When the disciples tried to take the children away, Jesus was indignant and insisted that they be brought to Him. This attitude teaches us to value and protect the small and vulnerable in our society. We must create an environment where children are welcomed, loved and instructed in the ways of the Lord. They are a precious gift and a sacred responsibility.

Welcoming children also challenges us to reflect on how we treat the “little ones” in our lives – those who may be considered insignificant or powerless in the eyes of the world. Jesus shows us that everyone is valuable in God’s eyes and that we should treat each person with dignity and respect.

Reflecting on these readings, we are called to a life of deep prayer and care for others. Prayer is the basis of our relationship with God. It sustains us in times of need and allows us to express our gratitude in times of joy. We must cultivate a life of personal and community prayer, recognizing that God is always present and attentive to our needs.

Furthermore, we are called to care for one another, especially the sick and afflicted. The practice of anointing the sick and community prayer are ways in which the Church demonstrates its love and care for its members. By confessing our sins and praying for one another, we promote healing and reconciliation, strengthening the unity of the body of Christ.

The Gospel challenges us to adopt an attitude of humility and acceptance. We must value and protect children, recognizing the presence of God in them. And, as Jesus showed us, we must be attentive to the most vulnerable in our society, welcoming them with love and compassion.

To illustrate this message, I would like to share a story.

There was a small village where a very rich man lived. He had everything he could want: a big house, lots of possessions and respect from others. However, he felt an emptiness in his heart. One day, he found a group of children playing happily. They didn’t have many toys, but their joy and simplicity deeply touched the man’s heart.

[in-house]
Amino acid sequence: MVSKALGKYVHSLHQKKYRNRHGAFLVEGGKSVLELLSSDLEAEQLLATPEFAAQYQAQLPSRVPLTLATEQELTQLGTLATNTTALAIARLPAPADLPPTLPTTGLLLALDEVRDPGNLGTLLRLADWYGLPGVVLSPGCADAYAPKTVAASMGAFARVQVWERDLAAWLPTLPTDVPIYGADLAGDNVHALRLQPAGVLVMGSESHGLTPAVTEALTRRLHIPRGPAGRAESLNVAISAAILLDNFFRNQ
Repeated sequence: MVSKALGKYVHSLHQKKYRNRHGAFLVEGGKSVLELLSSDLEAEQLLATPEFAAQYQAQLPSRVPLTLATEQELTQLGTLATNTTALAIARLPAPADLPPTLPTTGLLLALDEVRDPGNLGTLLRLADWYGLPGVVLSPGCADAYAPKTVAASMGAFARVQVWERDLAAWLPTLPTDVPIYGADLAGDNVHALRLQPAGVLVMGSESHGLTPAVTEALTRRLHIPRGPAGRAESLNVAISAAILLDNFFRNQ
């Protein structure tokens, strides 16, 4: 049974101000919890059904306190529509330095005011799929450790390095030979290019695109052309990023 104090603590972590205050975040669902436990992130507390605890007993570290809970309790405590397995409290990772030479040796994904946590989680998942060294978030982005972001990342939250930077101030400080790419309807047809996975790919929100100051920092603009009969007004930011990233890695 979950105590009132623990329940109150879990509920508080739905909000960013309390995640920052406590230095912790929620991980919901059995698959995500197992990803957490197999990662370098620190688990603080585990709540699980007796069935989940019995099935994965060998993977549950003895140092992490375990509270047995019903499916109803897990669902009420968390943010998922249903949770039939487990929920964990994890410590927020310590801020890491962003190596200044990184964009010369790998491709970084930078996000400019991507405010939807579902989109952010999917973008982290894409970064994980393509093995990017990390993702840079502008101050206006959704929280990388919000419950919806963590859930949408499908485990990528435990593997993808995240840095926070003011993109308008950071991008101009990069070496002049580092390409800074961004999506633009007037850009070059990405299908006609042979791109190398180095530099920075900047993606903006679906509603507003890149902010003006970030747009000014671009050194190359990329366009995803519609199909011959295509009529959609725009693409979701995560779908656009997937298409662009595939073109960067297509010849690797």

Moved by this experience, he began spending more time with children, listening to their stories and playing with them. Little by little, he began to realize that true wealth was not in his material possessions, but in the simplicity, purity and joy that children shared. He learned to value every moment, to be more generous and to live with a more open and loving heart.

This story reminds us that it is often the simplest things that bring the greatest joy and meaning to our lives. Children, with their innocence and joy, show us the way to a deeper relationship with God and others.

Let us now apply these principles to our daily lives. First, may we intensify our prayer life. If we are distressed, let us turn to God for comfort and guidance. If we are happy, let us express our gratitude through hymns and praises. And, as a community, may we continue to unite in prayer, especially for the sick and needy.

Secondly, let us be caretakers of each other. May we be ready to offer our support, love and prayers to those who are experiencing difficulties. The practice of confession and forgiveness should be a regular part of our Christian lives, promoting healing and unity among us.

Finally, let us welcome children and the vulnerable with the love and compassion of Christ. May we learn from the purity and humility of children, adopting an open and trusting heart. And may we always be attentive to the needs of the weakest and most helpless in our society, treating them with the dignity and respect they deserve.

My brothers and sisters, as we leave here today, let us take with us the hope and determination to live as true followers of Christ. May God’s grace accompany us and may we be instruments of His peace and love in the world. Remember, we are called to be light and salt – let us shine and flavor the world with the goodness, justice and love of God.

May the Holy Spirit guide and strengthen us on our journey of faith. May we live a life of prayer, mutual care and acceptance, reflecting the presence of Christ in everything we do. Amen.